FIGURE 4 shows ball 9' in the extreme upward position it would occupy under the influence of violent reverse circulation and the restraining effect of the contact between eye screw 21 and shear pin 19, while FIGURE 5 shows the ball in its normal seating position in the downwardly converging wall or seat 18 defining the upper end of opening 17. These figures also illustrate an optional structure for retaining core assembly 11" in the flushing fluid passageway, one disclosed by Kistler in U.S. application 702,060, filed December 11, 1957, now abandoned, and in Mandrell, U.S. Patent 3,115,200. Such structure requires the indicated registering grooves in the wall defining passageway 2 and in the outer periphery of core assembly 11" to accommodate snap ring 12. An axial access slot 22 is provided in the outer portion of the core assembly (or in boss 1 or partly in both) for the insertion of a tool to engage the free ends of the ring. When the core assembly is to be inserted or removed from the boss, snap ring 12 is compressed or expanded by such tool so that the snap ring lies wholly within one or the other of the pair of registering grooves. With such retaining structure, passageway 2 may be of uniform bore throughout, eliminating shoulder 4, as the snap ring retains the assembly against both upward and downward movements.
In other respects the FIGURES 45 embodiment is similar to those of FIGURES 1-3, and the many variations described in connection with the latter group may be applied to the former. As one instance, the snap ring shown in FIGURES 45 may be eliminated and replaced with a shear pin underlying the core assembly 11" and extending into nozzle boss 1, as in FIGURE 3 (and obviously the replacement may also be the type snap ring assembly shown in FIGURES 1 and 2. With such double-function underlying shear pin, it is only necessary to extend the loop portion of eye screw 21 so that ball 9' will seat on entrance wall 18 under downward flow and float above it somewhat under reverse flow. With respect to the embodiments shown in both groups of figures, the structure shown in FIGURE 1 and in FIGURES 4-5 are preferred because they are more readily inserted and withdrawn, and because the parts are less likely to become separated than with a separate shear pin which must be inserted through openings in the nozzle boss.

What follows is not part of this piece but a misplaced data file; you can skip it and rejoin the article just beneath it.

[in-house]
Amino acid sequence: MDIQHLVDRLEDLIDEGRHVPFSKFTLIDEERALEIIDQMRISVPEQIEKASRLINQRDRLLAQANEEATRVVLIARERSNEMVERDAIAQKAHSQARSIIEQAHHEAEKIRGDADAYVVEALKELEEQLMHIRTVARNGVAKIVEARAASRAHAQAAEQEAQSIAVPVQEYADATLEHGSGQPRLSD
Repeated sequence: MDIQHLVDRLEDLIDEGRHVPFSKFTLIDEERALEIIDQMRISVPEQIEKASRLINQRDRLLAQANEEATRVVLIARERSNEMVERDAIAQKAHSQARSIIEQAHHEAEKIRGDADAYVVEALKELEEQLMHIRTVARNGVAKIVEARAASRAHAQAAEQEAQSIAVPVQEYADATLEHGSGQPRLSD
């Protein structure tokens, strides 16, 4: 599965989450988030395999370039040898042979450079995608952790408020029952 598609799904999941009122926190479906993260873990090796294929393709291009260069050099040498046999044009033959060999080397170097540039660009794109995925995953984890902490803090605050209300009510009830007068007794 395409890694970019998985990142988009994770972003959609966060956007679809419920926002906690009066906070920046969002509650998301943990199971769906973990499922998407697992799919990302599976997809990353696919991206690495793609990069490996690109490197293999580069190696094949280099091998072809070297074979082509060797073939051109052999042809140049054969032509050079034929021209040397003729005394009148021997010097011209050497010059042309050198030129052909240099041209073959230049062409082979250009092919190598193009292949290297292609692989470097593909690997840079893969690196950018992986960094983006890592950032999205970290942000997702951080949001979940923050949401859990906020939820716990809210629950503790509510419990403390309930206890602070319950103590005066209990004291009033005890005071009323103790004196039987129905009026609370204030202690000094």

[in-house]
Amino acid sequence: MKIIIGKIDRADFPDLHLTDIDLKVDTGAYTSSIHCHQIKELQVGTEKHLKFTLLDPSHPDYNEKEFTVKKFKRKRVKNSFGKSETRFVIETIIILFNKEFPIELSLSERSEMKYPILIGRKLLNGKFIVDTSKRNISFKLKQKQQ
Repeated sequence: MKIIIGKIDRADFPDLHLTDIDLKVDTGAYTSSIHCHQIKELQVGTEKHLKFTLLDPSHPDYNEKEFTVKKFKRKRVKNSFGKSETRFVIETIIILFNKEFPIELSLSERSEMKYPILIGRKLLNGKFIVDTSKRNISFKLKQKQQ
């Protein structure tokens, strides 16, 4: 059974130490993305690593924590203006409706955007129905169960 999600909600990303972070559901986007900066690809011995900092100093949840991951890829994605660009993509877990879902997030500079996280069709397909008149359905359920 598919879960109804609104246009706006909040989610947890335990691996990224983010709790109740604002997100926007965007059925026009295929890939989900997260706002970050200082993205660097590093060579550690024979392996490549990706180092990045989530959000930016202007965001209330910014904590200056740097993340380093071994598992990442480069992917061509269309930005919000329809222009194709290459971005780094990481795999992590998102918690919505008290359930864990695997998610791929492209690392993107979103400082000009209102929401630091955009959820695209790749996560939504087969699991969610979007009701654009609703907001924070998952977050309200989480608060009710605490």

' Balls 9 and 9' may be made of a wide variety of materials, including metals, relatively hard rubber, and the comparatively hard but somewhat resilient plastics such as nylon. The rubber-covered nylon balls sold under the proprietary name Frac balls are eminently suitable because they combine the indicated characteristics with relatively light weight, a quantity of some importance when running a bit into a hole filled with mud.
Although balls 9 and 9' are illustrated only as members having spherical surfaces, it is apparent that such members may also have other outer surfaces, e.g., a downwardly converging conical surface, in which event seat 18 is provided with a similar surface. No problem is presented with respect to a movable sealing member having such shape in the FIGURES 45 embodiment, as the eye screw and shear pin interfit prevent the movable member from assuming a malfunctioning attitude. In the FIGURES 1-3 embodiments it is necessary to shape the movable member and the ball retainer assembly so that the former has no opportunity to become inverted or cocked.
Broadly the present invention is a shear relief check valve for a fluid flushing passageway of an earth penetrating tool which blocks the flow of flushing fluid downwardly through such passageway under pressure gradients below a design or critical value, permits the flow of flushing fluid upwardly under a negative pressure gradient, and is actuable under pressure drops exceeding such design value to permit the downward flow of flushing fluid.
What is claimed is:
1. A shear relief check valve subassembly adapted to be axially inserted in and sealingly secured to the wall of a flushing fluid passageway of an earth penetrating tool containing a multiplicity of such passages to permit reverse flow through such passage, to prevent forward flow therethrough and therefrom under normal positive pressure gradients, and to allow such forward flow at-higher positive pressure gradients, comprising in combination:
a core nozzle assembly consisting essentially of an outer shell and an inner core, the outer periphery of said shell being adapted to sealingly engage said passage wall and said shell being adapted to be releasably secured with respect thereto, said core being slidably inserted within said shell and sealingly disposed therein, said core having an opening extending axially therethrough with a seat at the upper end,
a shear pin extending transversely of and through registering holes in said shell and said core,